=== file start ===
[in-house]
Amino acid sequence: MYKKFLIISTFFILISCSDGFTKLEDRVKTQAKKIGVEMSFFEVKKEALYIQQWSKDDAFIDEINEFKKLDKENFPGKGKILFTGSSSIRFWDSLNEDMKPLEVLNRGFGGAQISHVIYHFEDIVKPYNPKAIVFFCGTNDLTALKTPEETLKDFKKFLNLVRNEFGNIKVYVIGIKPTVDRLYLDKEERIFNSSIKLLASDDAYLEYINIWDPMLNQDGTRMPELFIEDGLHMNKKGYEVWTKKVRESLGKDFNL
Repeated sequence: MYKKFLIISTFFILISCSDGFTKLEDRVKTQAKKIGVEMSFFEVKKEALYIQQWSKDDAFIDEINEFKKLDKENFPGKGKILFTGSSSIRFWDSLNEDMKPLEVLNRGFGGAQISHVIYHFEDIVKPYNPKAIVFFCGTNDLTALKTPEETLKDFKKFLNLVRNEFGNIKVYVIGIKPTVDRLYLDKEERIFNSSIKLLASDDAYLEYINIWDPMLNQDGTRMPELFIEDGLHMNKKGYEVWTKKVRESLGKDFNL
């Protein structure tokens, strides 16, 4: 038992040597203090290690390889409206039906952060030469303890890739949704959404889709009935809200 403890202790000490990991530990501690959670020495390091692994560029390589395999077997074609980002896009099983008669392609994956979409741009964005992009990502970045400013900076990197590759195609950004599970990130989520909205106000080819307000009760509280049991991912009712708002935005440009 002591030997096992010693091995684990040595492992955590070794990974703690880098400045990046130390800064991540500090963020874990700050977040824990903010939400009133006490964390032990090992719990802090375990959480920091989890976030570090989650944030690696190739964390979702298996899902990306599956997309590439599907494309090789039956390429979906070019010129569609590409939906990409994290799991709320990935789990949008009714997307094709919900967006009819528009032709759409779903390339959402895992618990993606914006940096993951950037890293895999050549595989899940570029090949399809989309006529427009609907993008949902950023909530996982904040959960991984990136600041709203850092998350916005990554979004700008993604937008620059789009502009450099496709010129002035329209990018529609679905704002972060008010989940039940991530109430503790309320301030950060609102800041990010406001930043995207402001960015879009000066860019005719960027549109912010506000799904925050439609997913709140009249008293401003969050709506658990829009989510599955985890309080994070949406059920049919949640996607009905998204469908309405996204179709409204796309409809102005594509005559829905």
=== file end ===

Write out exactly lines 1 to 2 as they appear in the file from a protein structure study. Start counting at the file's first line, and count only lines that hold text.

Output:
[in-house]
Amino acid sequence: MYKKFLIISTFFILISCSDGFTKLEDRVKTQAKKIGVEMSFFEVKKEALYIQQWSKDDAFIDEINEFKKLDKENFPGKGKILFTGSSSIRFWDSLNEDMKPLEVLNRGFGGAQISHVIYHFEDIVKPYNPKAIVFFCGTNDLTALKTPEETLKDFKKFLNLVRNEFGNIKVYVIGIKPTVDRLYLDKEERIFNSSIKLLASDDAYLEYINIWDPMLNQDGTRMPELFIEDGLHMNKKGYEVWTKKVRESLGKDFNL